No, this isn't some St. Patrick's Day joke.
Researchers say that Yellowstone National Park's world-famous Morning Glory thermal pool is turning a yellowish-green by decades of tourists throwing coins for good luck and from trash and other natural debris.
Once a crystal clear lagoon, images reveal a dramatic change since the 1940s.
“Over the years, however, tourists have tossed lucky coins, rocks, and other debris into the pool, partially blocking the underground heat source and lowering the temperature of the spring to a range habitable by photosynthetic microorganisms that probably didn’t live there before,” Adam Hoffman, explains in Science Friday.
The pigments produced by these new microbes are partly responsible for the "brilliant yellows, greens, and oranges that now tinge Morning Glory and other thermal pools in Yellowstone.”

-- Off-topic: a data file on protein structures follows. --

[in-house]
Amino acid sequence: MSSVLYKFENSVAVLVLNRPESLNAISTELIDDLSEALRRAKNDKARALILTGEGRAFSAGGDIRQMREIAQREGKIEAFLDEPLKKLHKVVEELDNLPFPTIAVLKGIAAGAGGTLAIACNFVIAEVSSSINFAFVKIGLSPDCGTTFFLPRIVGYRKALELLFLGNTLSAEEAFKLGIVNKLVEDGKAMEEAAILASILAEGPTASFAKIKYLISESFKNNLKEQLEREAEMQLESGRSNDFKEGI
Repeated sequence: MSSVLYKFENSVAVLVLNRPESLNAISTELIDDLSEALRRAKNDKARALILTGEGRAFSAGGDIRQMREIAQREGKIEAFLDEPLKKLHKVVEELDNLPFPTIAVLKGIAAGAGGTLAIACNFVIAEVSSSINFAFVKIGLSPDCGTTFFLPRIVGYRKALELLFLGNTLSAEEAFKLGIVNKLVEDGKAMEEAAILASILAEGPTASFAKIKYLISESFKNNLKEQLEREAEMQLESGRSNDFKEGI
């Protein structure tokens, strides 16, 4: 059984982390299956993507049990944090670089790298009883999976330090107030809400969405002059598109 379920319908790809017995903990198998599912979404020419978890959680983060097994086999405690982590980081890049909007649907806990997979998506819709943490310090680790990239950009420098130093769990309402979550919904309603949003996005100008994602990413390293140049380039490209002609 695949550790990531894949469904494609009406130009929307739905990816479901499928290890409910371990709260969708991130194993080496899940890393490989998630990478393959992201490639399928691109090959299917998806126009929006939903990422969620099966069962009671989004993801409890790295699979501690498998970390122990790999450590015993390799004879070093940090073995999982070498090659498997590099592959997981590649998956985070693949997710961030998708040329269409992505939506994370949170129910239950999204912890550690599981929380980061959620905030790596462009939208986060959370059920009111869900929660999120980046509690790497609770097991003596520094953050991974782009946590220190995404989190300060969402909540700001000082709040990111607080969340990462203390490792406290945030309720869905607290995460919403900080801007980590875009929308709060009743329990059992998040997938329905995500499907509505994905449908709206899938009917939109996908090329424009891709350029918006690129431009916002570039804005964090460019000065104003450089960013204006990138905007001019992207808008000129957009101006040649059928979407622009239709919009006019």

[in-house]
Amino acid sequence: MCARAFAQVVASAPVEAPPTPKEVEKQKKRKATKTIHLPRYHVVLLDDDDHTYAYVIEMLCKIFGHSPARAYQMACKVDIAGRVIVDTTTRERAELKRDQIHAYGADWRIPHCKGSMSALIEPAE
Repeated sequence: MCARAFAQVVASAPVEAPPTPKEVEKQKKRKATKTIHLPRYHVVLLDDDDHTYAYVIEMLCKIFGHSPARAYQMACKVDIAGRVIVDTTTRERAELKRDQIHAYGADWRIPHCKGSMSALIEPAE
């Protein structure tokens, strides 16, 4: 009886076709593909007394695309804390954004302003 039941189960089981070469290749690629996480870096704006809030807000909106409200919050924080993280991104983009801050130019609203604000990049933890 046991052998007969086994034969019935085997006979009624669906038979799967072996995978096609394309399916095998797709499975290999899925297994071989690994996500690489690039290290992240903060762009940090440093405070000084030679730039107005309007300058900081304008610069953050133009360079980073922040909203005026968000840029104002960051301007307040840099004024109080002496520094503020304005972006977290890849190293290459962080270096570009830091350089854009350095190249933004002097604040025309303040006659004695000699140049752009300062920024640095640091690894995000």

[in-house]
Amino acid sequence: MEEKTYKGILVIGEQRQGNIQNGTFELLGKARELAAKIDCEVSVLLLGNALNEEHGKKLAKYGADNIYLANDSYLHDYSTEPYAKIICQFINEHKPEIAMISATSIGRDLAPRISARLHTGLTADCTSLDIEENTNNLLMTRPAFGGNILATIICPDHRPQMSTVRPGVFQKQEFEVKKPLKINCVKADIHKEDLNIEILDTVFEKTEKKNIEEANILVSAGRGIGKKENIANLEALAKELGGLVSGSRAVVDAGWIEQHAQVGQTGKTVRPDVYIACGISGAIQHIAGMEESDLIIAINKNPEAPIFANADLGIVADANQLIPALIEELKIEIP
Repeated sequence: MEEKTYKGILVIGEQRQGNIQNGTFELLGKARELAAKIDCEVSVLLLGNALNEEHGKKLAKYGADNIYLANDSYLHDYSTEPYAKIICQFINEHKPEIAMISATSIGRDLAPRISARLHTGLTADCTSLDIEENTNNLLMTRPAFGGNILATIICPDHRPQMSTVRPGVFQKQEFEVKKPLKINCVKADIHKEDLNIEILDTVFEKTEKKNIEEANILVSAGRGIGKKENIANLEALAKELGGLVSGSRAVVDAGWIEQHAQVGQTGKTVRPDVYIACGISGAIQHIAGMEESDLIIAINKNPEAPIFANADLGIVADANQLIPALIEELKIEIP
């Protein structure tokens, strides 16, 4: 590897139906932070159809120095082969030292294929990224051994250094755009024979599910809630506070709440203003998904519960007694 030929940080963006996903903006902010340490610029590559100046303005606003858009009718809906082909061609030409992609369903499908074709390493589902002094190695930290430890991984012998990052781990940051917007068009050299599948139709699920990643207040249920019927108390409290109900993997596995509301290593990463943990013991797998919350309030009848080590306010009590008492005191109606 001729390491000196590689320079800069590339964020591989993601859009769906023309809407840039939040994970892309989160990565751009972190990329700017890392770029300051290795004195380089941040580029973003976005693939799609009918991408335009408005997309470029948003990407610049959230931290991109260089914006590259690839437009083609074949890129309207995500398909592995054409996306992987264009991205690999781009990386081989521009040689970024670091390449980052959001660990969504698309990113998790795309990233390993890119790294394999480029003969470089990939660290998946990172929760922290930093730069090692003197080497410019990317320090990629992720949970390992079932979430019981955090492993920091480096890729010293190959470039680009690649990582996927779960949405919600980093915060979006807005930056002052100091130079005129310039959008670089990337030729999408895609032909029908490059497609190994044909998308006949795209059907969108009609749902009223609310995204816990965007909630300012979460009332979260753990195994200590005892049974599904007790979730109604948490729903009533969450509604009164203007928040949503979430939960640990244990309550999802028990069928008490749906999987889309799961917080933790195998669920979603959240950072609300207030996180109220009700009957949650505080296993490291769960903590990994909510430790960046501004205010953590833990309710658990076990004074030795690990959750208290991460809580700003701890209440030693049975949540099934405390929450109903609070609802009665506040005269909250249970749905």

In the mid 40s and 50s, Yellowstone received about one million visitors annually. Today, the beloved park receives nearly three million visitors, according the National Park Service. While humans were long thought to be culpable for the lagoon's changing hue, only recently did science confirm this to be true. The surge in visitors means more trash and refuse has been clogged up the underwater vents in Morning Glory pool—which used to be as blue as the flower for which it was named.
So can anything be done to save this national treasure?
Paul Nugent, a Ph.D. student at Montana State University, has led a team of researchers using thermal cameras to measure how light, temperature and microbial make-up influence the color of the hot spring.
He said that by just removing trash may not be enough to restore Morning Glory to its former blue hue but the team hopes to collaborate with biologists to develop better monitoring tools will track the chemical and microbial elements of such bodies of water from afar.